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Direct entry detective scheme

News   •   Jan 15, 2021 07:30 GMT

Since 2017 people can join the Met as a detective constable without first undertaking a role in uniform policing.

The direct entry detective scheme is proving to be particularly popular among women with 52 per cent of the new recruits in 2020 being female. In addition, 30 per cent of the applications we received in November 2020 were from Black, Asian and Minority Ethnic candidates.

Detective Chief Superintendent Tara McGovern, who leads on the detective programme, said: “We opened the new route into being a Met detective with an aim of attracting those who would have never considered a career in policing, and this is indeed the case. Since starting the scheme, we’ve consistently seen over half of the new detectives being women.

“This direct entry route is also appealing to Black, Asian and Minority Ethnic candidates and we will continue to build on this as we want the Met to be as diverse as London.

“It is a challenging role but we have experienced officers and detectives supporting our new recruits throughout their training programme. I know that many of the new detectives are career changers and they tell me that the reason they are joining the Met is to seek a new and exciting challenge. Overall I get a real sense that most of our new detectives just want to make a real difference to the lives of Londoners.”

The direct entry detectives join on a two-year trainee programme which is delivered in partnership with four London universities.

The majority of the initial training is on the frontline, learning alongside experienced officers. This ensures people new to policing get both the theoretical investigative knowledge and operational experience and skills to serve our London communities.

Upon completing training and gaining relevant experience, there are a significant number of diverse roles for detective constables which could range from working to safeguard a child or vulnerable adult, investigating a serious organised crime group, or developing intelligence in murder investigations.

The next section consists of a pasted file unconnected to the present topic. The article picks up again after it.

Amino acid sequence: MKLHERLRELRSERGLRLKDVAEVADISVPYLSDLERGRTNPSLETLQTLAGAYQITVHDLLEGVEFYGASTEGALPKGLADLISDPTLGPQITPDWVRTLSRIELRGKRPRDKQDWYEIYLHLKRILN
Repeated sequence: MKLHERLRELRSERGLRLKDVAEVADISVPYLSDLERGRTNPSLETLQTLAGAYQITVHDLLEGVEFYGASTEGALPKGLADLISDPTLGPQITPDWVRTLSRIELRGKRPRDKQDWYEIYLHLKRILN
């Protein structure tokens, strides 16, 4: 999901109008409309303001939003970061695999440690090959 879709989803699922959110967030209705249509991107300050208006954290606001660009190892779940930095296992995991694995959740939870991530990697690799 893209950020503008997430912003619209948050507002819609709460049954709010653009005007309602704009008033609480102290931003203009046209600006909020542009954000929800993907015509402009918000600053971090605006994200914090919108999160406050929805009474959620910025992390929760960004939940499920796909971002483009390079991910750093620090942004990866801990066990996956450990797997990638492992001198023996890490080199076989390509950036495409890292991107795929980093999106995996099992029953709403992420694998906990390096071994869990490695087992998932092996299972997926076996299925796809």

Trainee Detective Constable Monia Candian, who joined the Met in November 2018, said: “I had a long career in retail management but I was looking for a change and a job that would be exciting to get up for.

“Every time I walk into a police station I still think it’s such a dream come true to be a Met detective. It’s been a hugely welcoming organisation and the support I’ve had throughout my training has been just amazing.

“I joined knowing that it’ll be hard work but really rewarding. If you put the effort in and are willing to learn, it doesn’t matter that you haven’t been a uniformed officer before.

“I’ve been impressed with how much the Met does and the work that goes on behind the scenes. We are dealing with people at their most vulnerable and it’s been humbling to see the lengths we go to make people safe and help them when they need us the most.

“The work is really varied and every day is different – one day you could be making early morning arrests, taking victim statements or attending court. Anyone considering joining, I’d say go for it. It’s a hard job but nothing compares to the positive impact you can make on people’s lives.”

Trainee Detective Constable Laura Hothersall, said: “I joined in May this year and have just started in the criminal investigations department to continue with my training programme.

“I was a marketing consultant before but I’d always wanted to be a detective. I wasn’t sure if I wanted to be a police officer first but when I saw the direct entry route, I knew immediately that’s for me.

“It’s been a steep learning curve as I haven’t done anything related to policing before but I absolutely love it and becoming a Met detective has been the best decision of my life.”

+ If you would like to find out more about being a Met detective and to apply, please visit:

Application are open for degree-holders and for a limited time only.